Even now it’s hard to see a return anytime soon to the sort of retail campaigning we’re so accustomed to seeing during a typical presidential campaign. So as the summer drags on, and people do start to get more focused on the presidential election, it’s going to be really important for the Biden campaign to be figuring out how to reach voters in a way that they haven’t mastered yet.

EICHER: Let’s talk about President Trump, whose stay-at-home has been an advantage of sorts.

DEAN: True, true, given home at the moment is the White House. That’s certainly given him greater visibility—for better or for worse. During March and April the president was really focused on the pandemic, and holding these daily briefings about the government’s response. So he wasn’t directly campaigning at that point, though how a president performs has an effect on how voters respond to him later.

But his campaign team was in full force at this point. They really quickly made the switch to a fully online campaign that was up and running almost immediately. Every night at 8:00 p.m. on the campaign’s YouTube channel, a different show would pop up. And it would be live. Sometimes it would be “Latinos for Trump” or “Catholics for Trump” or Donald Trump Jr., doing his version of a kind of intentionally provocative talk show.

And these shows opened with television quality, high-speed graphics. They were operating  on a noticeably higher level than the Biden campaign—at least in terms of the technical and the presentation side of it.

EICHER: Right, we haven’t really talked about content much. That seems like the most important thing, doesn’t it?

DEAN: It does, though how you present the content is part of whether you’re effective or not. And I think that’s the thing both campaigns will have to reckon with.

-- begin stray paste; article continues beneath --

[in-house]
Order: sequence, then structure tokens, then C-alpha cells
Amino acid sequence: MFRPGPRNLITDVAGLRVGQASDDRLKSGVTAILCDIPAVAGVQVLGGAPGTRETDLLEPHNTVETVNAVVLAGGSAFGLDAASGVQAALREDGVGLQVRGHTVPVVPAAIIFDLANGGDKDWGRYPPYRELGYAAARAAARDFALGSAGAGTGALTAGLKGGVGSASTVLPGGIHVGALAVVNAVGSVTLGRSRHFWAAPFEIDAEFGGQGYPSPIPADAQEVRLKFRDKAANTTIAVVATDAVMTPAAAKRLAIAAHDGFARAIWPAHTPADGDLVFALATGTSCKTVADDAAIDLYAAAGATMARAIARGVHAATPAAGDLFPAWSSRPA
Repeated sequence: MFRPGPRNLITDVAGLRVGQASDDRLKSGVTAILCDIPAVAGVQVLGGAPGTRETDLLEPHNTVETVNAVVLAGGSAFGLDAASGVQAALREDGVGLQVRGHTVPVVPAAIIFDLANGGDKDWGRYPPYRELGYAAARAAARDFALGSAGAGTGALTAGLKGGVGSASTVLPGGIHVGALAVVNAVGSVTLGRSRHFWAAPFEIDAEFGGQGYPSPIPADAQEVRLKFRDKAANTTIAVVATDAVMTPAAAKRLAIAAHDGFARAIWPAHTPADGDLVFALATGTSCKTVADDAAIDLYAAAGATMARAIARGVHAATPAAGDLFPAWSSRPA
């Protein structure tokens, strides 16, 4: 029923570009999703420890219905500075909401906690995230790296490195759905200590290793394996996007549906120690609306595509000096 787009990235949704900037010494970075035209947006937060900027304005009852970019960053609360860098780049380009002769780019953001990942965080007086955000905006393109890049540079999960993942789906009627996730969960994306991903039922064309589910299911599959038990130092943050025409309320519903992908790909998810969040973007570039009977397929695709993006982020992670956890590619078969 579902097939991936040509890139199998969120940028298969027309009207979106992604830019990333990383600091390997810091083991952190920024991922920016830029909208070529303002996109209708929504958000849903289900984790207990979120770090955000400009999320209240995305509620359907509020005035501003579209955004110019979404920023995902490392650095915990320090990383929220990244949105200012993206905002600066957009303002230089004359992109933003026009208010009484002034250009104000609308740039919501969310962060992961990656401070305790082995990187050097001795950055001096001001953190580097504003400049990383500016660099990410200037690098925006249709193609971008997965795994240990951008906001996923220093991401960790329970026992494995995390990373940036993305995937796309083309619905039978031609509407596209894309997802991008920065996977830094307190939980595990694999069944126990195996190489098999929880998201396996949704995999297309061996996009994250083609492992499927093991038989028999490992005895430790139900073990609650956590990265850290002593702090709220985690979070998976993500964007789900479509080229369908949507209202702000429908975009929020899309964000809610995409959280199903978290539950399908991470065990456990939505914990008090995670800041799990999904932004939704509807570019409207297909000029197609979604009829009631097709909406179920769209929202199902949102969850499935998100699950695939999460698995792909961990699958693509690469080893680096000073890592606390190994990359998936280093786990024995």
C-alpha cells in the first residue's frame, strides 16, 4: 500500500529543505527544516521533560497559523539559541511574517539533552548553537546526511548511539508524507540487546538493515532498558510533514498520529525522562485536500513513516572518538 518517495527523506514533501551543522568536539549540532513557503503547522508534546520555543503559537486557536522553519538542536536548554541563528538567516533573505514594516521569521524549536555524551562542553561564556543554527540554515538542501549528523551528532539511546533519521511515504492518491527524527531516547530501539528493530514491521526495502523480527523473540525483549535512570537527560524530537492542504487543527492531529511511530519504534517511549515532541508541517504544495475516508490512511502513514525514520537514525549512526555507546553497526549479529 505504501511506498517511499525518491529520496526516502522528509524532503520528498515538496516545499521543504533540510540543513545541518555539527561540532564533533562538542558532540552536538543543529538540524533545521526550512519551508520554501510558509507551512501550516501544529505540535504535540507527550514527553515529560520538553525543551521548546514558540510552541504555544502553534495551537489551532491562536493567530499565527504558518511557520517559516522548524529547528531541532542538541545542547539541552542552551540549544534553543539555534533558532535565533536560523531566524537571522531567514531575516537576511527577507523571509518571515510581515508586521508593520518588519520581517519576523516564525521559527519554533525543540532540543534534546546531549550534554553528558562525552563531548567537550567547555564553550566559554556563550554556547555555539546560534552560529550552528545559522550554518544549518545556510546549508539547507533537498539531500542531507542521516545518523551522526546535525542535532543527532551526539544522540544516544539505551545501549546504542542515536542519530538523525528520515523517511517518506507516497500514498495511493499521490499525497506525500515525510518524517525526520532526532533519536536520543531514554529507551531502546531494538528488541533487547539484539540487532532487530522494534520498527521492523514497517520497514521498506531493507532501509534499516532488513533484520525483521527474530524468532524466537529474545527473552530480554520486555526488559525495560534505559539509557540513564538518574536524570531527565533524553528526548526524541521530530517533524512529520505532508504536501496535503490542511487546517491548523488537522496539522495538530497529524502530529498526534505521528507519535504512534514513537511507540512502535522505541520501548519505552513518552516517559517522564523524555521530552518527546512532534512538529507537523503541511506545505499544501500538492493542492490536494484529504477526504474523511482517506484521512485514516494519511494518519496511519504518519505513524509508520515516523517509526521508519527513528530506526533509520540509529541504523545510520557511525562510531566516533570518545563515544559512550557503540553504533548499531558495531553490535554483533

EICHER: But for President Trump in particular, there’s a certain medium is the message thing for him, drawing the big crowds—that’s part of the pitch, part of his political brand.

DEAN: That’s right. For Trump, the big rallies really are the signature events of his campaign. And I think it’s hard for the president to imagine going all the way to November without them. That’s probably part of the reason he’s insisted on having a full-capacity, in-person Republican National Convention here in Charlotte this August.

It’s not clear how that will work, or whether people will really want to pack into an arena at that point, but I think it’s important enough to the campaign’s style for them to try to press for it and see if it’s possible.

EICHER: We’d be remiss if we didn’t talk about the last few days of turmoil in the country, and how that might affect the presidential campaigns. What are your thoughts there?

DEAN: In some ways, I’ve thought very little about the campaigns over the last few days. I’ve thought less about how will this affect what happens in November and more about what’s going to happen tonight or tomorrow? 

All of this will undoubtedly become fodder for both campaigns over the next few months, and there’s a place to parse through how the president responds, and what Joe Biden thinks would work better. 

At the moment, I think I’m struck by how God gives us leaders who have to grapple with how to get through times like these. But He really has given us only one Savior, and He’s not a politician. So we can pray for leaders who do wise things, but we really do have to ask for God’s mercy and look to Him for the help that only He can ultimately give us.

EICHER: Amen. Jamie Dean, national editor for WORLD. Good word, Jamie. Thanks.

DEAN: Thanks, Nick.

(AP Photo, File) In this combination of file photos, former Vice President Joe Biden speaks in Wilmington, Del., on March 12, 2020, left, and President Donald Trump speaks at the White House in Washington on April 5, 2020. 

WORLD Radio transcripts are created on a rush deadline. This text may not be in its final form and may be updated or revised in the future. Accuracy and availability may vary. The authoritative record of WORLD Radio programming is the audio record.